Read a CNN report that stated China has invested $US75 billion in Africa during first decade of this century: $US10 billion on railways 2000-2014. 82% funded by Exim Bank.

But are Western loan sharks any better? Worth reading 'How Goldman Sachs Profited From the Greek Debt Crisis'
by Robert Reich.

https://www.thenation.com/article/goldmans-greek-gambit/

The investment bank made millions by helping to hide the true extent of the debt, and in the process almost doubled it.

The article ends with a warning for cap-in-hand state beggars: "Borrowers that get into trouble are rarely blameless, of course: They spent too much, and were gullible or stupid enough to buy Goldman’s pitches. Greece brought on its own problems, as did many American homeowners and municipalities.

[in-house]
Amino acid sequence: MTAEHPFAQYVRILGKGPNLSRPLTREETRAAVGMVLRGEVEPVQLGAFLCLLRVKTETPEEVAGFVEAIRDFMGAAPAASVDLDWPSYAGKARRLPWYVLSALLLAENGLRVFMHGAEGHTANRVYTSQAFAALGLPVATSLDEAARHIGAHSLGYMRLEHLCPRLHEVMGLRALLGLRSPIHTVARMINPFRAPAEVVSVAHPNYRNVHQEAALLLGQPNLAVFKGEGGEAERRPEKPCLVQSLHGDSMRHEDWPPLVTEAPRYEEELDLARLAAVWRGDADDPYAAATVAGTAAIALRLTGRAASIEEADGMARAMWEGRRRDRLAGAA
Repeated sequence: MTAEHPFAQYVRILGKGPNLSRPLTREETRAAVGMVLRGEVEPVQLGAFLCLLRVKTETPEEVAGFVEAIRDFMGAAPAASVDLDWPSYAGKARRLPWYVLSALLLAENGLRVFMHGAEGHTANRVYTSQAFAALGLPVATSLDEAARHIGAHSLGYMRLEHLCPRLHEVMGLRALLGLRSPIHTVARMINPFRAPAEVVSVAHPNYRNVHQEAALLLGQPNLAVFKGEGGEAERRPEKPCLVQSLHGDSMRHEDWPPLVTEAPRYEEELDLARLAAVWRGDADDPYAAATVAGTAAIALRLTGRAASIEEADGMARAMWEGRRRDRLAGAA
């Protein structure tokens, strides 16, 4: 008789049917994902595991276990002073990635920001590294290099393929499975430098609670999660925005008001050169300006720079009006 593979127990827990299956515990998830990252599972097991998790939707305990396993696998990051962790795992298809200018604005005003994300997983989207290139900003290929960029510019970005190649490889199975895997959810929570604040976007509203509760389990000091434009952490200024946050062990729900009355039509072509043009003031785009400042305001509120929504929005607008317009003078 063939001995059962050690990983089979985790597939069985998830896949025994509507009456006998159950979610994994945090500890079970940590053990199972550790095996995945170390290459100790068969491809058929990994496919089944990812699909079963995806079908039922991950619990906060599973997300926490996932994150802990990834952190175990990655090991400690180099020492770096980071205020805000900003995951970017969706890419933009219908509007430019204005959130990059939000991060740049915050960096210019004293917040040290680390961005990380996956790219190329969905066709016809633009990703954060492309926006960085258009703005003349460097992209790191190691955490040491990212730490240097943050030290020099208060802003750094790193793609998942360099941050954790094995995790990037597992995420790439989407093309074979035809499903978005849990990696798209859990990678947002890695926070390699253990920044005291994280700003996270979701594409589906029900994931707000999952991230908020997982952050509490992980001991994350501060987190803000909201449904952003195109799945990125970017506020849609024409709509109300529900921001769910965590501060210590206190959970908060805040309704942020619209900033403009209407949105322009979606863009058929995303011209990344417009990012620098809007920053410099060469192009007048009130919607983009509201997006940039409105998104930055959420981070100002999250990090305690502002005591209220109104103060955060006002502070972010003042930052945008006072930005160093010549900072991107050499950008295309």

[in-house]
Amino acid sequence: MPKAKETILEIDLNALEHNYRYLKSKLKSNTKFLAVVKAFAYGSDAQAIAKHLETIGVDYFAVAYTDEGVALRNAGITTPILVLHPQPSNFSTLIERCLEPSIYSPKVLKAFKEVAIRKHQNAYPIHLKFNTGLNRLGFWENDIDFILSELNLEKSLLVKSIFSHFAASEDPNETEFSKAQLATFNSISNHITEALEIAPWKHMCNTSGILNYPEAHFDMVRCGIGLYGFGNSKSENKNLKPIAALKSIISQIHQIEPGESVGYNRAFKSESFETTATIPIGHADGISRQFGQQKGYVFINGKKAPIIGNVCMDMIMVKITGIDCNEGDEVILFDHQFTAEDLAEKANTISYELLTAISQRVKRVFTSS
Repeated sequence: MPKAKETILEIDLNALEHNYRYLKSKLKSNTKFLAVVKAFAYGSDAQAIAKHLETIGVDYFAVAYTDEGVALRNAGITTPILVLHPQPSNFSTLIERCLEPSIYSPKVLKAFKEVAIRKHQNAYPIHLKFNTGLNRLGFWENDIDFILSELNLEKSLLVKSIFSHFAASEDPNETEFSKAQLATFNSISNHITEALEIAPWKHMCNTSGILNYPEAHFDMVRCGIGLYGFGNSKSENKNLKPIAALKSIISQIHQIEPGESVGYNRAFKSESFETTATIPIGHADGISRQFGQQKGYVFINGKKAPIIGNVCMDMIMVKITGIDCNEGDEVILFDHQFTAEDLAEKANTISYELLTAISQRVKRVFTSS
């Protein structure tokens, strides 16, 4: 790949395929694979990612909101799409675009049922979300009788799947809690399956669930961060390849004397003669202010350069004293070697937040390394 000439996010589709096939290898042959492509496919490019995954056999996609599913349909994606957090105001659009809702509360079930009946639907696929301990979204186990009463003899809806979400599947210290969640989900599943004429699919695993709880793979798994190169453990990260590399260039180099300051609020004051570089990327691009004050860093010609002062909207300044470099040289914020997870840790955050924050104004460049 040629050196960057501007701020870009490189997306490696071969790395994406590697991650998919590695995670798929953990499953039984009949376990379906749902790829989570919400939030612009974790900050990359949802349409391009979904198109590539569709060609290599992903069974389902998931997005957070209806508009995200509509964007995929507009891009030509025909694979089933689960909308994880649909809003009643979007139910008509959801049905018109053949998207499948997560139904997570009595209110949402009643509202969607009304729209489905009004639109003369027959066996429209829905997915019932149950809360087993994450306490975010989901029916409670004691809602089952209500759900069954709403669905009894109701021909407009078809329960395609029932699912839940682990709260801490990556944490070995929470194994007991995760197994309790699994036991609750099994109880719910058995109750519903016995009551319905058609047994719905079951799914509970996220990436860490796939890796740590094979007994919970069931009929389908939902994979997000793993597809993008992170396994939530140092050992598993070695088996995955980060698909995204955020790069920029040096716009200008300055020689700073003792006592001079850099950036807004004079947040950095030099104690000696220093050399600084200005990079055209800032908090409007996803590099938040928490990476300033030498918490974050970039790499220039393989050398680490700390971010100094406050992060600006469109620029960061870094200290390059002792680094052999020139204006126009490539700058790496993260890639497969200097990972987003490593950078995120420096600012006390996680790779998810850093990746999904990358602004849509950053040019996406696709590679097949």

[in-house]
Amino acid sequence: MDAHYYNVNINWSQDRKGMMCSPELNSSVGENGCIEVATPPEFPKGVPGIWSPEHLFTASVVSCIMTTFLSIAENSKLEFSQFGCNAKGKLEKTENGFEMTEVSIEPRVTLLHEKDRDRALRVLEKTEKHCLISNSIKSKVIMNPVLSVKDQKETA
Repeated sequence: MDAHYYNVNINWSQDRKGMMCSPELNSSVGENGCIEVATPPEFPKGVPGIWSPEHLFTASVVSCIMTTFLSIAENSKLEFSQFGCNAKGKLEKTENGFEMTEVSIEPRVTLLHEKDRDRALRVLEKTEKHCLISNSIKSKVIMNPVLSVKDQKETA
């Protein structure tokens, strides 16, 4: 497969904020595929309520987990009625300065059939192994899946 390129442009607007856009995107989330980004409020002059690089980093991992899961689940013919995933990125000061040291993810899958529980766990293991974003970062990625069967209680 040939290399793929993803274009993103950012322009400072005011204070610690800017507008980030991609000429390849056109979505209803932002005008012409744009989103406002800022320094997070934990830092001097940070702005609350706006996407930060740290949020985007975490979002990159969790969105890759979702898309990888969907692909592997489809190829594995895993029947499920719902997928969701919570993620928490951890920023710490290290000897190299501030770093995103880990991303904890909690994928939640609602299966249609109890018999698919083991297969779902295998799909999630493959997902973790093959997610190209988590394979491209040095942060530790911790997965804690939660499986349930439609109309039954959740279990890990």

"But in all of these cases, Goldman knew very well what it was doing. It knew more about the real risks and costs of the deals it proposed than those who accepted them. “It is an issue of morality,” said the shareholder at the Goldman meeting where Oakland came up. Exactly."

Salutary lessons for PNG?

Philip Fitzpatrick

Port Moresby - the new Hong Kong?

A bit of Chinese law and order wouldn't go astray.

I wonder whether the Chinese would support PNG literature - who do we contact?

Peter Sandery

The latter would be my bet, Paul.

Paul Oates

Is this a case of 'better late than never' or is Canberra playing catch up after years of being warned by posts on this very website that have hitherto either gone unnoticed and in fact just simply been ignored?